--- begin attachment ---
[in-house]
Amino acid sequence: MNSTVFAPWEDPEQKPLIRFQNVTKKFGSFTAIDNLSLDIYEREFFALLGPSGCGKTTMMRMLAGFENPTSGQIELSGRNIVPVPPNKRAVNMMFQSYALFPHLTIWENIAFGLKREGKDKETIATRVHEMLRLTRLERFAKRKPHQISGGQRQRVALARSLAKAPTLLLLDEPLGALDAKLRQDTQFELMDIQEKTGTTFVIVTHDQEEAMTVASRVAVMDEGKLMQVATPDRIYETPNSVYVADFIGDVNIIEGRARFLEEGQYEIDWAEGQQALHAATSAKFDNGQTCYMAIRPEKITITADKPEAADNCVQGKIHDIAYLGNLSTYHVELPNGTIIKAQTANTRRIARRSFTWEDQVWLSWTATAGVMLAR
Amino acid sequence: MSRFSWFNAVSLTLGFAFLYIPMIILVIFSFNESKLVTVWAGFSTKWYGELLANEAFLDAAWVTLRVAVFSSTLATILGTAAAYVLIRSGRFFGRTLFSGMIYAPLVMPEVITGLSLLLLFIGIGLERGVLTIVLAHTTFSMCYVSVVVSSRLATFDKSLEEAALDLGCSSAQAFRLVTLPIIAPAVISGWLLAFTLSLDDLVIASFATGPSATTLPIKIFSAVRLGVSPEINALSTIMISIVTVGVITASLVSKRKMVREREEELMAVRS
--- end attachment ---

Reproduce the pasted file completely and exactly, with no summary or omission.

[in-house]
Amino acid sequence: MNSTVFAPWEDPEQKPLIRFQNVTKKFGSFTAIDNLSLDIYEREFFALLGPSGCGKTTMMRMLAGFENPTSGQIELSGRNIVPVPPNKRAVNMMFQSYALFPHLTIWENIAFGLKREGKDKETIATRVHEMLRLTRLERFAKRKPHQISGGQRQRVALARSLAKAPTLLLLDEPLGALDAKLRQDTQFELMDIQEKTGTTFVIVTHDQEEAMTVASRVAVMDEGKLMQVATPDRIYETPNSVYVADFIGDVNIIEGRARFLEEGQYEIDWAEGQQALHAATSAKFDNGQTCYMAIRPEKITITADKPEAADNCVQGKIHDIAYLGNLSTYHVELPNGTIIKAQTANTRRIARRSFTWEDQVWLSWTATAGVMLAR
Amino acid sequence: MSRFSWFNAVSLTLGFAFLYIPMIILVIFSFNESKLVTVWAGFSTKWYGELLANEAFLDAAWVTLRVAVFSSTLATILGTAAAYVLIRSGRFFGRTLFSGMIYAPLVMPEVITGLSLLLLFIGIGLERGVLTIVLAHTTFSMCYVSVVVSSRLATFDKSLEEAALDLGCSSAQAFRLVTLPIIAPAVISGWLLAFTLSLDDLVIASFATGPSATTLPIKIFSAVRLGVSPEINALSTIMISIVTVGVITASLVSKRKMVREREEELMAVRS